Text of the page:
Logitech FreePulse Wireless Headphones Review - Logitech FreePulse Wireless Headphones Review

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Using the headphones is generally a fairly painless experience, though there are some aspects that could do with some extra thought. To activate the headphones you need to hold down buttons on both the receiver and the headphones, which will then activate the connection and allow you to start using them.


This is fine, and the connect button on the headphones has been smartly integrated into the top of the right hand headphone. You can also adjust the volume easily by pressing down on the bottom or top of the right hand headphone.


As mentioned previously, there’s also a Bass Boost mode which is activated by holding down the volume up and connect buttons on the right hand headphone. When wearing the headphones this can be rather awkward to do, and it would be nice to have a simpler way of activating this feature.


The wireless connectivity is provided via Bluetooth 2.0 with EDR (Enhanced Data Rate), with a reported maximum range of ten metres. In reality this is rather optimistic, with five metres or less being the optimal range for uninterrupted listening. Once you begin to wander further off, the headphones struggle with movement resulting in skipping and other audible anomalies.


For the purposes of living room or bedroom use, though, this is generally sufficient, and it ought to be added that the range is in any direction – so it is possible to be on a different floor and still listen to music provided you’re in range. As a general rule, however, these headphones are most likely to be used in conjunction with an MP3 player – making the range rather less of an issue.


The iPod adapters, of which there are six, are connected to the bottom of the receiver providing secure connections to fifth generation 30 and 60GB iPods, fourth generation 20 and 40GB, the iPod mini and iPod nano. Generally these adapters worked well, though for the purposes of keeping a player in a pocket you could probably do without them.


Probably the best feature of the headphones is the design; they are simply incredibly comfortable to wear. At first you might be confused as to how to wear them, but once on you’ll barely notice them. Two flexible rubber loops slip in behind the ear, and the headphones are very secure making them ideal for jogging or going to the gym.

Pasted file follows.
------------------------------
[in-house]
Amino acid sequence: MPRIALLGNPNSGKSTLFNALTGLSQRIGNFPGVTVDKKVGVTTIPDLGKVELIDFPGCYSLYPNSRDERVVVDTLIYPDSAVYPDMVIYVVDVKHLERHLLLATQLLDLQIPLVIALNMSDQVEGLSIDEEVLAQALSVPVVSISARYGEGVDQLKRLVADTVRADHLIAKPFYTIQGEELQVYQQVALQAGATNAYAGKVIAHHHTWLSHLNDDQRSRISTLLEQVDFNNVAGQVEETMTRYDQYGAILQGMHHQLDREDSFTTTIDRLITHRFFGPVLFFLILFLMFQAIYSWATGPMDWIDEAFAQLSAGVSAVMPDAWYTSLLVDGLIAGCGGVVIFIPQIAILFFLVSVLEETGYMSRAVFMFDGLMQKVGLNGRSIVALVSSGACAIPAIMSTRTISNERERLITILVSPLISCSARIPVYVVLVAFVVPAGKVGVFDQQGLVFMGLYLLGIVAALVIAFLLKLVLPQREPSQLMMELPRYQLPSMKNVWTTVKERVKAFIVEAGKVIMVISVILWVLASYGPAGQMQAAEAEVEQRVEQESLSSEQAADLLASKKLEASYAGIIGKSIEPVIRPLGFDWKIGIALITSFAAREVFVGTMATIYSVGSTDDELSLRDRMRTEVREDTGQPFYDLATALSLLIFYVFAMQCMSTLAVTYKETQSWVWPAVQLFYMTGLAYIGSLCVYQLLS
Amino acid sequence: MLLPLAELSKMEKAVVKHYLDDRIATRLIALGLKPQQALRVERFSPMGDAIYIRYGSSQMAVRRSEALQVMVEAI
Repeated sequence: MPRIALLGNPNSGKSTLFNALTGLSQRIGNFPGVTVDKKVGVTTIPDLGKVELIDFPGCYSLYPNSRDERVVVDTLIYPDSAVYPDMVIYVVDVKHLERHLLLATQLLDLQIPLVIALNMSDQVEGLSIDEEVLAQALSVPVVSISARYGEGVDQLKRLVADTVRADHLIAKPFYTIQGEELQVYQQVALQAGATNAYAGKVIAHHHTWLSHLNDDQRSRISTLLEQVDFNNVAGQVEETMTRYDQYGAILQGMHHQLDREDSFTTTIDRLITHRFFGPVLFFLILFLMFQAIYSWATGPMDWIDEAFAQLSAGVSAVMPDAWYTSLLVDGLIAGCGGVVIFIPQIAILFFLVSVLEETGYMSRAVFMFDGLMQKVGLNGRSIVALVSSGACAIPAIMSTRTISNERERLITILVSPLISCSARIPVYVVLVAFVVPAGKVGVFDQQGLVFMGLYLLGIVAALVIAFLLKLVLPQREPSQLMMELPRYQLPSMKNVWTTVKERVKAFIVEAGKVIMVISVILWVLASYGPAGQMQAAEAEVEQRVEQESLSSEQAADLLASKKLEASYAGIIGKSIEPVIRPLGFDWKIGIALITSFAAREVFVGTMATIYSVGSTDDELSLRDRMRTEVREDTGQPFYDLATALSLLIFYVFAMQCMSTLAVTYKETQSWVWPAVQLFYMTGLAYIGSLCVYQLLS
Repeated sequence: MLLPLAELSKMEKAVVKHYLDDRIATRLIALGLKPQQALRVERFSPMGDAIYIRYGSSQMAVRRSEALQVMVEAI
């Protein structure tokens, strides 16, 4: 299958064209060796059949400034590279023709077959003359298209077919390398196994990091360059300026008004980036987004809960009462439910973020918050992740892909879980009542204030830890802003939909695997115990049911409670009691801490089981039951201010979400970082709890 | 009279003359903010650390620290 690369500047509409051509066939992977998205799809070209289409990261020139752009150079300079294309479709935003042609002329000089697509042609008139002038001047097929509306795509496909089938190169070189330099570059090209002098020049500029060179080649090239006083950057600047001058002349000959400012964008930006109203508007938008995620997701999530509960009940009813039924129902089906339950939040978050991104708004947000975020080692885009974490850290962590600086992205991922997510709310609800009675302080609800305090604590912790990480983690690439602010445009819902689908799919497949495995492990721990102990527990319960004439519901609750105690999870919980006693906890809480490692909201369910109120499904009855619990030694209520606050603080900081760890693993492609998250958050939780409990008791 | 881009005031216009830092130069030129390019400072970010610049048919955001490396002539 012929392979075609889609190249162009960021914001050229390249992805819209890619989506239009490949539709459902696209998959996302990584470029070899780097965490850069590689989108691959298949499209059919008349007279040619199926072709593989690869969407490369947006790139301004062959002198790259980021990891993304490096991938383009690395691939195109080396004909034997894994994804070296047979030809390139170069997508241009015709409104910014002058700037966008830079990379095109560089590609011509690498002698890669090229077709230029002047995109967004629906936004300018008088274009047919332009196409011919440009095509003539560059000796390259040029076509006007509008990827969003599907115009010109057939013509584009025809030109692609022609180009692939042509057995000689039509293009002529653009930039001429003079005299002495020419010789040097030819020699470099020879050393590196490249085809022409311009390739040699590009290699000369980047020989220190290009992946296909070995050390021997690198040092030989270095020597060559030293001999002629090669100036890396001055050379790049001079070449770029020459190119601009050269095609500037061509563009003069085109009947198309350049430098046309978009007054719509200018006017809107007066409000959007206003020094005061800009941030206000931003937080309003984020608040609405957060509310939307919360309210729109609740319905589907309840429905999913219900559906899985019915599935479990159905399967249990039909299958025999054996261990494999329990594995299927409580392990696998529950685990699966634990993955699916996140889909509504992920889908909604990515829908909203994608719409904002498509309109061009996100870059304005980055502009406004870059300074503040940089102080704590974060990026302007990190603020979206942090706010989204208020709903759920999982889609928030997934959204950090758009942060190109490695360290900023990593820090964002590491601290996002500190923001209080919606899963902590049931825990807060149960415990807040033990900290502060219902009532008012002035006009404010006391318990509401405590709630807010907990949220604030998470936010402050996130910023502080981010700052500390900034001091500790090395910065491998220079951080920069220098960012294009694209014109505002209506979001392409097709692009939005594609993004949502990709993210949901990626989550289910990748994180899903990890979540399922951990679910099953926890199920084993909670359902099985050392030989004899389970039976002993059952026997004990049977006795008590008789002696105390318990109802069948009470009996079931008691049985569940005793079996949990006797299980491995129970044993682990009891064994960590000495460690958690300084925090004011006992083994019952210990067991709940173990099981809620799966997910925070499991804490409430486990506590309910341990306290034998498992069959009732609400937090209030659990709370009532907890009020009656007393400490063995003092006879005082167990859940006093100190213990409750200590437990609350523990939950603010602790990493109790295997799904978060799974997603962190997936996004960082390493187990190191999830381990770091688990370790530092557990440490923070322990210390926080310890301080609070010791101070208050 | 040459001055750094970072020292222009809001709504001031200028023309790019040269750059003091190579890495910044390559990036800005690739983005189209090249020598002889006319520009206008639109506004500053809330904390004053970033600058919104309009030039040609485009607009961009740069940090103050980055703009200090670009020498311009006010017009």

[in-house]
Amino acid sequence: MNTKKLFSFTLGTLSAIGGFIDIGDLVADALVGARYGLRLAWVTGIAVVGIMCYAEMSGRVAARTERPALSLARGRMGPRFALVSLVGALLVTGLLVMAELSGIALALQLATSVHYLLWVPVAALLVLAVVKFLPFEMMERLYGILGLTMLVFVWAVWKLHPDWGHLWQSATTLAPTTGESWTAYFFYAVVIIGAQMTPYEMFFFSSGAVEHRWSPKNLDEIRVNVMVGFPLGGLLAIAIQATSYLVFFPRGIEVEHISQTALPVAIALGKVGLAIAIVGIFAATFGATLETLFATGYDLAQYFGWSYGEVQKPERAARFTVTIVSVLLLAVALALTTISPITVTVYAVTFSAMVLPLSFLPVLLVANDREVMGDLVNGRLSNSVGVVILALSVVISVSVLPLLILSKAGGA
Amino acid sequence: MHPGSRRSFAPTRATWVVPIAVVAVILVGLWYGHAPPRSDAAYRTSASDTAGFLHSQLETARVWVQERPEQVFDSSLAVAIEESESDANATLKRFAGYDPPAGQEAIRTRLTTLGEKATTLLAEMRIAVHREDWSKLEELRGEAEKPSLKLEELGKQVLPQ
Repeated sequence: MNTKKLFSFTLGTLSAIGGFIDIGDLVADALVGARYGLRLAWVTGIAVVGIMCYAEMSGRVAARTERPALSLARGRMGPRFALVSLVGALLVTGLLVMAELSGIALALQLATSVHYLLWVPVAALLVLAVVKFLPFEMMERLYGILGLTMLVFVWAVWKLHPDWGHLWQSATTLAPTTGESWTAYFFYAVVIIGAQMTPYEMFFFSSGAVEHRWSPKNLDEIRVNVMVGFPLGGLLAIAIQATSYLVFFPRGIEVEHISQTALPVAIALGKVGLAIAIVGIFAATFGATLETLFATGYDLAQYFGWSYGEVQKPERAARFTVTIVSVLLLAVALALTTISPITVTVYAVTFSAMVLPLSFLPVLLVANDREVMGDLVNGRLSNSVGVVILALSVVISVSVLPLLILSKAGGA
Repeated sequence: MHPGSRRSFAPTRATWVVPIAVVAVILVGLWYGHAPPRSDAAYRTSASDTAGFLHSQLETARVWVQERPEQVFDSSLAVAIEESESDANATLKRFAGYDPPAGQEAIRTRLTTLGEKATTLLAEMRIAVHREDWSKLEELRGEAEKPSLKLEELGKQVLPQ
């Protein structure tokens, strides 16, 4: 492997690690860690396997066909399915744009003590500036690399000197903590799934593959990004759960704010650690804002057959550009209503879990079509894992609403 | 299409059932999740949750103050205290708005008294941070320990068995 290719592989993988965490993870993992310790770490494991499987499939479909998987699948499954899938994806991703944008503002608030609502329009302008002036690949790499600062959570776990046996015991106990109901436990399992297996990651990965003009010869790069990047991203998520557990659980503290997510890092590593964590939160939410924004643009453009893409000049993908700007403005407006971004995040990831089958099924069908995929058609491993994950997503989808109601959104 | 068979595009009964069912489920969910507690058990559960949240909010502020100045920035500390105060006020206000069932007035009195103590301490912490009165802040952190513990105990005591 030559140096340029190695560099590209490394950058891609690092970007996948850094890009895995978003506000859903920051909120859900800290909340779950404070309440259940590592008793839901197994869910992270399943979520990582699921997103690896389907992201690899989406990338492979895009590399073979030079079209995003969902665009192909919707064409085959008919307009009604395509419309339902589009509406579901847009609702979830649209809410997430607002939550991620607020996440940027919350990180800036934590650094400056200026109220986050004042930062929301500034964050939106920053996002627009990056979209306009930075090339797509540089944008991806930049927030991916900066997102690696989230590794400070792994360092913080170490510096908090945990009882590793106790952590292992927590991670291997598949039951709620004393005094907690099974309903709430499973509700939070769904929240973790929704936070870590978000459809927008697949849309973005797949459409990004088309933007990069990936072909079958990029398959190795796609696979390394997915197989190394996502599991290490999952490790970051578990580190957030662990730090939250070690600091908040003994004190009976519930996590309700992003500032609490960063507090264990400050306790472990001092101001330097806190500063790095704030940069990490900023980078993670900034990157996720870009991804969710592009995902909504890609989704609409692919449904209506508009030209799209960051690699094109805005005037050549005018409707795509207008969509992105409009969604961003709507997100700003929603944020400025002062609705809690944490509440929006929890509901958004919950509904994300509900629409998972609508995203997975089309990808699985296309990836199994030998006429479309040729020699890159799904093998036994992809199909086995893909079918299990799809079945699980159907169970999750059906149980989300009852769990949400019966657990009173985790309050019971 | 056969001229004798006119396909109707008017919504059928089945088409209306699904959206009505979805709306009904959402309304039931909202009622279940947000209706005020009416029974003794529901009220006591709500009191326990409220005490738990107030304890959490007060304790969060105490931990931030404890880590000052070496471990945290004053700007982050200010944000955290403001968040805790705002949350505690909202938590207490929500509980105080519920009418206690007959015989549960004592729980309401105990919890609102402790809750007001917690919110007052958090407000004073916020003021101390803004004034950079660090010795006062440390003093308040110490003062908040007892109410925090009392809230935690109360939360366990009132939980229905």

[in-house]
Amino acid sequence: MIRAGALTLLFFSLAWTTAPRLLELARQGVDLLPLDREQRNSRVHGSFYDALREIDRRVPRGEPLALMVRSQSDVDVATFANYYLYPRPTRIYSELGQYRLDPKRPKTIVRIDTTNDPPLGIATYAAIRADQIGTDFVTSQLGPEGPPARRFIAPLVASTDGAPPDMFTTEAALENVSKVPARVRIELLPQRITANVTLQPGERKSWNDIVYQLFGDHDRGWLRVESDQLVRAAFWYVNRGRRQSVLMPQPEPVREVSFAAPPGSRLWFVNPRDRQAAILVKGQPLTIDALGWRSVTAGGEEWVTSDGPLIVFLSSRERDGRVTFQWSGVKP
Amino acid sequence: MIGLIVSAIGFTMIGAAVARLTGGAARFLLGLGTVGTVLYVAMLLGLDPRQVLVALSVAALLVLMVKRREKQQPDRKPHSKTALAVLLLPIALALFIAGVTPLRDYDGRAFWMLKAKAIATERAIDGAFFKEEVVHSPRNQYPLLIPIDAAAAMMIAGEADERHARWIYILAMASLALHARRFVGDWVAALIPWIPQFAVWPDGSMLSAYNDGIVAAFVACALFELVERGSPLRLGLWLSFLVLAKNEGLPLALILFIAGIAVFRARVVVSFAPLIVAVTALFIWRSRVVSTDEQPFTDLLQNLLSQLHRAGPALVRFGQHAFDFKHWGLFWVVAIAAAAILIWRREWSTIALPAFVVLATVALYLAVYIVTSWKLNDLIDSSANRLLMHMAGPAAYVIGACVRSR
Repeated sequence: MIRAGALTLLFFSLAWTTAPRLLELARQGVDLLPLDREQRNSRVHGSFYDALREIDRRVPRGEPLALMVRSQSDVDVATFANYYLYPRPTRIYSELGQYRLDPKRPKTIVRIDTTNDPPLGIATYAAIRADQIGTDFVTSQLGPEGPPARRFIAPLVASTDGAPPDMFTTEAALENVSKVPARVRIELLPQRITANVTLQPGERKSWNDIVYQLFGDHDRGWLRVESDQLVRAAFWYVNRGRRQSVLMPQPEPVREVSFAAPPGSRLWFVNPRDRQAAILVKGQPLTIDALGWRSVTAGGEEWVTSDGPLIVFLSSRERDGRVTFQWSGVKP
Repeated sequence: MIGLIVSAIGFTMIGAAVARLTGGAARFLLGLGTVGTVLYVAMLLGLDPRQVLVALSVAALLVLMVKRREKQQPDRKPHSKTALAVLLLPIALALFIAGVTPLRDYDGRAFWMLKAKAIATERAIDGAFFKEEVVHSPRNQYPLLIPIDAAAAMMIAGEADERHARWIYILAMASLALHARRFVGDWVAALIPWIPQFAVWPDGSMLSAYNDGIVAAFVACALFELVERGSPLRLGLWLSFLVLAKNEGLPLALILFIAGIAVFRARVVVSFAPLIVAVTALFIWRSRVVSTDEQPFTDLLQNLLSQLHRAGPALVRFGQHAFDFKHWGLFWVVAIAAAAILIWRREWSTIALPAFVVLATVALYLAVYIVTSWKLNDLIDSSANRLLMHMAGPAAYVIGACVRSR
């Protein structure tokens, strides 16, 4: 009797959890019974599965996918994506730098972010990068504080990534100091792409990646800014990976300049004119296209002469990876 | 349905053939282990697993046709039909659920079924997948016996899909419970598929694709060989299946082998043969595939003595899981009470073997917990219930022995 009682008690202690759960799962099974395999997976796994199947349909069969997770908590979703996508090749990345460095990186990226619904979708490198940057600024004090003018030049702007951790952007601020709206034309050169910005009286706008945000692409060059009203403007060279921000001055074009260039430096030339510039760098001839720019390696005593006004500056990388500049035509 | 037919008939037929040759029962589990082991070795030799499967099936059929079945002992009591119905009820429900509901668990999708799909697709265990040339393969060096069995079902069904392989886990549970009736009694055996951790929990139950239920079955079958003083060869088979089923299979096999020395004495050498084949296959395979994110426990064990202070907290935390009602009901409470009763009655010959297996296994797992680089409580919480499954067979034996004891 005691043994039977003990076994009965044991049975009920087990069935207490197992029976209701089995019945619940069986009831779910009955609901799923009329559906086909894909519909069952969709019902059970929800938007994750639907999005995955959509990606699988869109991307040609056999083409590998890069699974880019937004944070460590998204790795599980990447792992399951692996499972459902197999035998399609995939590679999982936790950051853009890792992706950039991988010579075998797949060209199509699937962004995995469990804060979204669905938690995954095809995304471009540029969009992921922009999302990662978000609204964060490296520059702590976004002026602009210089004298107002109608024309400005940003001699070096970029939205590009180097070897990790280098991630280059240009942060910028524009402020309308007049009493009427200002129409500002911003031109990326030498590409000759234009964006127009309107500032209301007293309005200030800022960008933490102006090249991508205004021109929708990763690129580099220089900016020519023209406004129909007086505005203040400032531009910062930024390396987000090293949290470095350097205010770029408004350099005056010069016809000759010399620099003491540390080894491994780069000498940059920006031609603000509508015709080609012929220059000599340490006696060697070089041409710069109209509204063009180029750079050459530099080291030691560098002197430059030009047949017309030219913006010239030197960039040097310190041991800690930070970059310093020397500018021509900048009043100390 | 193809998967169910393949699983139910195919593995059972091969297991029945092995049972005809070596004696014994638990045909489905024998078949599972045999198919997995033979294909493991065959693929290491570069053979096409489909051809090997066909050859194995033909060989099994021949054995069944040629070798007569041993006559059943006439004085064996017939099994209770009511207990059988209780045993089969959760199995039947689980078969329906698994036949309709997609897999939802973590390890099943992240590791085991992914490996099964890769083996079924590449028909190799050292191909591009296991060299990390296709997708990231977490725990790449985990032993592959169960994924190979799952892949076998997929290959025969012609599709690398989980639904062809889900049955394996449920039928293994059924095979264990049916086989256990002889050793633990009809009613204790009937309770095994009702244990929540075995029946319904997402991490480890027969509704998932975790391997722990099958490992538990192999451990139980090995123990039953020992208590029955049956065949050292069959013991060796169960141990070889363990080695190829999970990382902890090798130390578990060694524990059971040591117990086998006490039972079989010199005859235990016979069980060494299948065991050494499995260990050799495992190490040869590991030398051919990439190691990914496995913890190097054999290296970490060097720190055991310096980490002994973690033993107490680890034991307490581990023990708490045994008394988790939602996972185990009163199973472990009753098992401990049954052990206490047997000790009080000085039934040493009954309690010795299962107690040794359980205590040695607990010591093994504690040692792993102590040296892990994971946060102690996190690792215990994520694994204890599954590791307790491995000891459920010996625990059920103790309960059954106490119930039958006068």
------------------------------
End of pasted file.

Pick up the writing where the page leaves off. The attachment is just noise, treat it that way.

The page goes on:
All of which leaves us with the thorny issue of sound quality, and here the FreePulse headphones show their true form. For listening to compressed audio files they do a decent enough job, but for £46 you’re paying a moderate premium for what are otherwise a fairly average set of headphones.


Mid-range performance is fairly solid, with good clear vocals but the higher end sound is noticeably compressed with rather distant and ill-defined percussion.


The Bass Boost is fine at lower volumes, adding warmness to the sound, but at higher volumes it’s rather overpowering and distracting. Moreover, it’s easy to mistake thumping bass for good quality sound, and I’d take crispness over labouring bass in most instances.


”’Verdict”’


What this underlines is that Logitech’s FreePulse Wireless Headphones are really more of a convenience than a serious headphone solution. They’re great for tooling around with an MP3 player, and at times they’re useful for casual film watching and gaming, but beyond this they are limited. That said, if convenience is what you’re looking for then the FreePulse Wireless Headphones will serve you well.

Trusted Score


Score in detail

  • Value 7
  • Features 7

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